Mikulincer, M. (1998), research study explored how AS regulate defence mechanisms; emotions are extracted from evaluations of events that cause specific reactions. Results indicated individuals with different AS’s exhibit different methods of affect regulation based on their own self view. Individuals with avoidant attachment exhibit defensive strategies to deactivate attachment systems, use self-reliance to prevent distress and have a high positive regard of their self-view. Individuals with anxious avoidant AS’s are hypervigilant in order to activate their hyper activating defence mechanism due to insecurity and fear of rejection, thus ratifying an individual low negative self-view of oneself. Individuals with a secure attachment system are confident in their methods of affect regulation and t do not activate either hyper activating or defensive strategies.
Mikulincer, M. (1998), study established participants’ AS’s prior to commencement. Completion of a cognitive task was undertaken and participants were given feedback only if they passed the test. Participants believed they completed a lie detector test and were motivated to be truthful. Four studies were completed to assess the three different AS’s, and these were assessed to find whether affect regulation is activated when threat variables are added.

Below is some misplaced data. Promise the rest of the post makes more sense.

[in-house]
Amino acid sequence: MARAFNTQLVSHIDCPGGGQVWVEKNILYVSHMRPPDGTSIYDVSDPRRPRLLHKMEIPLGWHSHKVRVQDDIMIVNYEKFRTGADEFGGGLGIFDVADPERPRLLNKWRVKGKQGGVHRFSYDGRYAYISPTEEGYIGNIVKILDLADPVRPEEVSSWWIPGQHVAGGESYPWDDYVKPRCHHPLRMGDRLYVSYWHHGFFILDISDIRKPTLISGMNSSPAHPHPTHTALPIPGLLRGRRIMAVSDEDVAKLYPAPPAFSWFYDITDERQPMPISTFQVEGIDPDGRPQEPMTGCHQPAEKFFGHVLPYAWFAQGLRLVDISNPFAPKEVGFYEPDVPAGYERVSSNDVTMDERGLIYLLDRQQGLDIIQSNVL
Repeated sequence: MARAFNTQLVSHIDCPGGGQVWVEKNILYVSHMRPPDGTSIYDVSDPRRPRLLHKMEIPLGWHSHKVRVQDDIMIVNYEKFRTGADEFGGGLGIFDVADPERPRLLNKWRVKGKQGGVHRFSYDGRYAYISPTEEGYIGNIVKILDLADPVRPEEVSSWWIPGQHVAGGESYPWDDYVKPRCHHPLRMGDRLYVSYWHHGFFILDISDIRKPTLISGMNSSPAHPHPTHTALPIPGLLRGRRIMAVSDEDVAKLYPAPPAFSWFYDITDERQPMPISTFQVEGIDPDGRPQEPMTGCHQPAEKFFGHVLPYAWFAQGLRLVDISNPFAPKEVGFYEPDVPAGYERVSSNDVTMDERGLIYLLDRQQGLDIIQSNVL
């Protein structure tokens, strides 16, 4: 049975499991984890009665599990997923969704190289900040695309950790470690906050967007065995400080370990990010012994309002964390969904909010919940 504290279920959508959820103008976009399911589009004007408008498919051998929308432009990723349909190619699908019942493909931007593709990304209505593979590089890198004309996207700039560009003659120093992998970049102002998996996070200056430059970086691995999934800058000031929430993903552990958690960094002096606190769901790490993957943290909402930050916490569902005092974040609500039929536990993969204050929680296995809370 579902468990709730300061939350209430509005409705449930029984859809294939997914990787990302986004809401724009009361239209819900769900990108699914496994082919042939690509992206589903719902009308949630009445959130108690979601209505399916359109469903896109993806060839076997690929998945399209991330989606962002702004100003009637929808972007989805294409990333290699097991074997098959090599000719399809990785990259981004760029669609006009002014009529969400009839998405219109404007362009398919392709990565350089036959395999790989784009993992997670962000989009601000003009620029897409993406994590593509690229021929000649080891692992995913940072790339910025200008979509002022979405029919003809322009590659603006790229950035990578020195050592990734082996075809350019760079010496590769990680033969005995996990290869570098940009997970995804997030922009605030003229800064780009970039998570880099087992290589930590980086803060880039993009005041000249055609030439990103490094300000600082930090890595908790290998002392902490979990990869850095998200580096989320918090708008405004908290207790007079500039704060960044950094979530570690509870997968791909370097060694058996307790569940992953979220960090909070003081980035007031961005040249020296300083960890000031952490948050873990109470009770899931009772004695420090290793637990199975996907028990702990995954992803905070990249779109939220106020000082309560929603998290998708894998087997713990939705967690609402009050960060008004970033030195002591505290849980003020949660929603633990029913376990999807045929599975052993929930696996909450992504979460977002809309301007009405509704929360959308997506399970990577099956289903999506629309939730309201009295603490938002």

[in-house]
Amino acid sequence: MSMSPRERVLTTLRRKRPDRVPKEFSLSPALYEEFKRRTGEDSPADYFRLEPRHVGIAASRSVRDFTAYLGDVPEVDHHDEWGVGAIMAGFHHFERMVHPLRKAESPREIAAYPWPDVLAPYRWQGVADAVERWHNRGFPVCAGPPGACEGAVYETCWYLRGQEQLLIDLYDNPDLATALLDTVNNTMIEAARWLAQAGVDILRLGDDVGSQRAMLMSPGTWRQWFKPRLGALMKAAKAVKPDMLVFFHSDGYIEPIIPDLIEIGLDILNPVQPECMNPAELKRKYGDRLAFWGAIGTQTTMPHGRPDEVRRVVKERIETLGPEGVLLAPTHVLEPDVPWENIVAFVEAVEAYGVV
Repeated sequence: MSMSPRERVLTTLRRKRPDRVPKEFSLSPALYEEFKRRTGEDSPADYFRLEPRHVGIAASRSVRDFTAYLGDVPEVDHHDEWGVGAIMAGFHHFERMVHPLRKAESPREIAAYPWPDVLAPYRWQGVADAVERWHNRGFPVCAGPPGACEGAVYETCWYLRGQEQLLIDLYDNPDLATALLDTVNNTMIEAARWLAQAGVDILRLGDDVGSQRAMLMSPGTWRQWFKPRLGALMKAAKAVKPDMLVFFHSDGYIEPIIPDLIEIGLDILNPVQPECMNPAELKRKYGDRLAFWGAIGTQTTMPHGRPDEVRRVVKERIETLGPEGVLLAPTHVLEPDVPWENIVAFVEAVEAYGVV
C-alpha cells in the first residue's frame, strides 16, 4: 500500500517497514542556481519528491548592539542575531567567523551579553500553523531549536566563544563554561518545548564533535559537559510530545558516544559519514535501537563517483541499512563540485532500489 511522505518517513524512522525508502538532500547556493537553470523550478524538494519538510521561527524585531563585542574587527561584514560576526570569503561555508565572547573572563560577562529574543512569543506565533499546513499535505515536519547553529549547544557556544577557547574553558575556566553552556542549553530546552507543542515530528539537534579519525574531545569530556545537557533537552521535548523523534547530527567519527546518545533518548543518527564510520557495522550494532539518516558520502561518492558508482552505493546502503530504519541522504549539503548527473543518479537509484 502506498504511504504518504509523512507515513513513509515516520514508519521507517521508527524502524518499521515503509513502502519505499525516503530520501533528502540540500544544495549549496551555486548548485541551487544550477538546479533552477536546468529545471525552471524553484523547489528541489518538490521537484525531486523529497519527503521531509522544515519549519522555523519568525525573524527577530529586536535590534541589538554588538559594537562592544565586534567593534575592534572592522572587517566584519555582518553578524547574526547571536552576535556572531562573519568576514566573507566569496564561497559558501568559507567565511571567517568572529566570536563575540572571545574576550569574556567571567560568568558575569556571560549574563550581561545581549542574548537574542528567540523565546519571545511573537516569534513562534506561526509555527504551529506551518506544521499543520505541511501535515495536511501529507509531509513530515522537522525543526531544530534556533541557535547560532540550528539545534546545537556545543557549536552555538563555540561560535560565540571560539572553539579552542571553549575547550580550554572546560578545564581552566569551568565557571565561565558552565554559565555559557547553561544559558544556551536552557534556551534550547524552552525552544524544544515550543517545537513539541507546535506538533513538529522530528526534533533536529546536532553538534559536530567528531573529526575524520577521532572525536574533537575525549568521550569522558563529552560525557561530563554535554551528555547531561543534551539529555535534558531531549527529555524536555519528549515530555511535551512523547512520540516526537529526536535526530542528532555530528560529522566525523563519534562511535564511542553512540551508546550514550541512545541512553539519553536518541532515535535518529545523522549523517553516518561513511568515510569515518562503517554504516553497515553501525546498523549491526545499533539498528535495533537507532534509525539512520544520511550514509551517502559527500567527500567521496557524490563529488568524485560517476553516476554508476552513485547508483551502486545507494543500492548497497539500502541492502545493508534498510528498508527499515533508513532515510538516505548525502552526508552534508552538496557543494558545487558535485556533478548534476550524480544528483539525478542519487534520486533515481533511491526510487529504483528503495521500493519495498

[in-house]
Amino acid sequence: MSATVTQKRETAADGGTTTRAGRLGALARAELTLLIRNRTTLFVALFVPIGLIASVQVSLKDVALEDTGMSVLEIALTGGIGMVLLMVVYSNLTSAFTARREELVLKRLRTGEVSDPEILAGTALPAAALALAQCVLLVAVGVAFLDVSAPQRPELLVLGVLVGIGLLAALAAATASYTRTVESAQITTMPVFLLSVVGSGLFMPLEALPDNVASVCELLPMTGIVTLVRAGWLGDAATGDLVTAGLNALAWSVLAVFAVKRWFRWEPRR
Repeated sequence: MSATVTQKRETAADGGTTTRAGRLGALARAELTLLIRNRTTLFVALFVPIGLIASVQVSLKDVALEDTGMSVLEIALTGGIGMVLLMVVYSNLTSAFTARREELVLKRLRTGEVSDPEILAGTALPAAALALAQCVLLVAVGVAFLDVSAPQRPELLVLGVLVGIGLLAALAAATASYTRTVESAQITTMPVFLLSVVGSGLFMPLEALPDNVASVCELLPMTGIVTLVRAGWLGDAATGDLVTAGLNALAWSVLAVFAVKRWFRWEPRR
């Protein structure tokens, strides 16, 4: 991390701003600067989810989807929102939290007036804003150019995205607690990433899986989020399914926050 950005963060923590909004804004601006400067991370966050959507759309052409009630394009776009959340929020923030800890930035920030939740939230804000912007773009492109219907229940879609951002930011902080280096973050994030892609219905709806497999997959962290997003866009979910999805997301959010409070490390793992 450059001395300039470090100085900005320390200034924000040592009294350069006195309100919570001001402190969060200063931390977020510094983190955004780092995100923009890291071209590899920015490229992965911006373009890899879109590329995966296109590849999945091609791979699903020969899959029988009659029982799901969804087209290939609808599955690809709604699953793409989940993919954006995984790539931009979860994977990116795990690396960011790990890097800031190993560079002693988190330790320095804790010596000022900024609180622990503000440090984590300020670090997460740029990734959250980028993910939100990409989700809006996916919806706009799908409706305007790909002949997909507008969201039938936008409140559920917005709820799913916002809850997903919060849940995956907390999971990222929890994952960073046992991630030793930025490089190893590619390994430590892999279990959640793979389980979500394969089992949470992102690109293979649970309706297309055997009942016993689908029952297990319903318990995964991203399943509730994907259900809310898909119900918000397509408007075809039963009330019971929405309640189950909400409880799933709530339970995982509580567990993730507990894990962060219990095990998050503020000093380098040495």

Mikulincer, M. (1998), concludes avoidant individuals are compulsively self-reliant and any threats causes them to inflate the value they place on themselves, hence a positive self-view. When distressed, avoidant individuals cope by validating their sense of self-reliance, suggesting their self-esteem is very low and fragile as they cannot tolerate discovering any flaws, and this idea of the self, acts as a defence against others’ rejection once they have recognised personal deficiencies. For anxious-ambivalent individual, threats to attachment links activate self-devaluation, causing an over-emphasis on the negative value placed on themselves. Secure individuals have a stable self-view if their attachments are secure, leading to a positive self-view and optimistic attitude.